I’m working on a creative culture project with a network of independent cultural centers in Europe. Our aim is to build an audience for art and culture that would usually be suspicious of projects that are about borders, migration, the stranger, and – well – other Europeans. Our task is to support a series of projects investigating and/or transforming borders across the continent. These don’t have to be geopolitical borders. They can be personal, emotional, conceptual borders. The borders we encounter in everyday life.
The coordination of the project takes places between me here in Seattle, Washington, and two team members in Sweden. We’re all in different offices, in different timezones, and working on the project part-time. Finding the space and habits for collaboration can be challenging, especially with a lot of time between meetings and scheduled meetings in-person.
A big part of this project is about process documentation. The tools we are creating to support the collaboration of the cultural centers is for process documentation and discovery. So, I’m starting to think about how I might be able to document my process of participating in the design process of the tools that we will use in the course of this two year project. That’s where this blog post series comes in, a reflection mostly for organizing my thoughts, but perhaps helpful to someone that may be working on long distance collaboration for a project in the cultural sector.
After the funding applications and first round of budgeting, the first step of the collaboration came in November 2015 when the full project team – operators from the cultural centers and the project coordinators – met in Budapest. Here we developed some of the core concepts of the project and developed a quick, prototype of the platform – one of the design strategies I’ve inherited from previous workshops is the idea of making workable mockups or prototypes that roughly incarnate the ideas of a team before multi-day meeting concludes. These rapid prototypes impart a sense of accomplishment, but also have a remarkable life in the longer design process.
While, I’m not sure we imparted to each other a sense of co-design in the tools we’re using to conduct the project, we do have a sense of making, baking something together. As the above illustration from the meeting captures very well, the various cultural centers see their work as the application of methods they use to empower individuals and underpresented audiences that in turn sparks curiosity.
Now, after a couple of months of refining our budgets and funding contracts, we are returning to the point where we started in November, to develop the tools for collaboration. How have we collaborated so far? Through emails and attachments, Google Drive shared folders and files. How’s that worked for us? It is a mess, but that’s not really unexpected.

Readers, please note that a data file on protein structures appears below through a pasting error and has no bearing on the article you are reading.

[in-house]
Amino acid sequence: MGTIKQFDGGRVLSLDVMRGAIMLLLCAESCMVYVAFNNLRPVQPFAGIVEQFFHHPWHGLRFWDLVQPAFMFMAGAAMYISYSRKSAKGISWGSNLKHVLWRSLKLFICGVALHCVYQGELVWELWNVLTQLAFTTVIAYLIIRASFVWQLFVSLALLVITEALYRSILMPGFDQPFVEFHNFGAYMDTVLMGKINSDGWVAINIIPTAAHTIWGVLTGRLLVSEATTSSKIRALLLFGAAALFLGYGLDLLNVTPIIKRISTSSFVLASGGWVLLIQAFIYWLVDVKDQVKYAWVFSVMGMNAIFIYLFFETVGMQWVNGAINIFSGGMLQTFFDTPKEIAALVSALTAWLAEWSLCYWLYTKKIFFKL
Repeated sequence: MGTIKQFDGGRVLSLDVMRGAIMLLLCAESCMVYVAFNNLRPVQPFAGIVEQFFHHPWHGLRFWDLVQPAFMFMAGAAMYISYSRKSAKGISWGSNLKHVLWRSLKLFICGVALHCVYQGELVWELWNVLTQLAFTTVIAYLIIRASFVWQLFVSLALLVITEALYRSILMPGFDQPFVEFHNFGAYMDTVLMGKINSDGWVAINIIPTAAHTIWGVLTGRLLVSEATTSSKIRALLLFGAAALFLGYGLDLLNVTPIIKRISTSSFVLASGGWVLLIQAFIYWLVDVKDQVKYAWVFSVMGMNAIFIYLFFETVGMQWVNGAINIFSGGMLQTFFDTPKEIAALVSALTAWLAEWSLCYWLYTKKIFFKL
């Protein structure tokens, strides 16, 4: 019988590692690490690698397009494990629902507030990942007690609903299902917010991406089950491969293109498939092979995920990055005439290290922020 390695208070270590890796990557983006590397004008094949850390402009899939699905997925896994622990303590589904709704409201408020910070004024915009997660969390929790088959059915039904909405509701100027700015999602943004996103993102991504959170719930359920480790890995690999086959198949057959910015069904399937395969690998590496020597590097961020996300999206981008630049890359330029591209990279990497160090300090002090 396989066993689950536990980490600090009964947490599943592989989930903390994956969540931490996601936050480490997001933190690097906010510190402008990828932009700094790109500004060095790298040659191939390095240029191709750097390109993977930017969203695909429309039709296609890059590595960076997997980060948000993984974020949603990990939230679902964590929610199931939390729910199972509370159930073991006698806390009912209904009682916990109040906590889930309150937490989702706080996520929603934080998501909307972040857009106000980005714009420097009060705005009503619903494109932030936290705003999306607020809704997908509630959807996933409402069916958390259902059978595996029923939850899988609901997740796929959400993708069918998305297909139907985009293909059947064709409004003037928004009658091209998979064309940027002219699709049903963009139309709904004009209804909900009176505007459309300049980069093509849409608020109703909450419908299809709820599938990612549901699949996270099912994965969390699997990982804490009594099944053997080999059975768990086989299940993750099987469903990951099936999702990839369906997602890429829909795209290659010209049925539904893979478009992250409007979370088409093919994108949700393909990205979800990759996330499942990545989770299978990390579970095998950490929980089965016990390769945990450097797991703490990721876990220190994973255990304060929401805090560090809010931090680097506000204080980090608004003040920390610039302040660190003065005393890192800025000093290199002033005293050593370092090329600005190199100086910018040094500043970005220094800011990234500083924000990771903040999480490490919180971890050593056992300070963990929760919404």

How do we expect to continue? Well, probably still through emails and attachments, Google Drive shared folders and files! However, we are also working on an application for representing the process and outcomes of our projects. To organize our process documentation in such a way that our project partners can each learn from each other, but also to make their process and results available for other organizations to discover and learn from their work.
The challenge now is to create a space, to establish a table on which to do what is probably done best in paper – to put up sticky-notes and arrange paper prototypes. First thing is first, setting up a habit of regular meetings and sorting out expectations between the project manager, lead developer, and communication manager. What’s it going to be? Every Tuesday. 4pm CET. 7am PST. Are we working independently and then coming together just to report and make decisions or are these actually work sessions? Both, but admittedly this will be a difficult line to walk as we each need the freedom to do our own work and not feel like the identity of our work is reset at every meeting.
We’ve already worked on a landing page and design identity together with a graphic designer in Poland. I may reflect more on that process in another post, but for now our task is to work on the design on the platform for sharing projects and border stories. In wrapping our minds around the task, we’ve explored the metaphor of train transportation. This informs our graphic identity – the alternating arrow and the dingy color scheme are references to the iconic and reliable style of railway operators. Trains have helped several generations to cross borders and even time. What is more exciting than arriving or departing from one of the great hall railway stations and terminals around the world. Moreso than airports which are psychologically hampered by security apparati and infrastructure, the halls of railway thrill the spirit with a sense of journey and adventure. They are majestic nodes in a tangible network made of concrete, gravel, and steel.
The conceptual framework of a train station lends itself well to thinking about the users of our website. First, we consider who our users will be, but then we spark our imagination by processing the list of users through the metaphor of railway travel. Our project partners become hosts (or should it be conductors?); their audience becomes travelers; and the press and policy makers become corporate guests.
With these key users in mind we can parse out the messages we want them to receive and the actions they can produce through the platform by sketching user scenarios. This is the step we’re currently in. We’re using an application called Moqups to produce these user scenarios and to sketch/share a mockup of the user interface and information architecture. As a database designer, I will be thinking through the user scenario process at the same time as the information architecture, considering the potential ways that data can be transformed.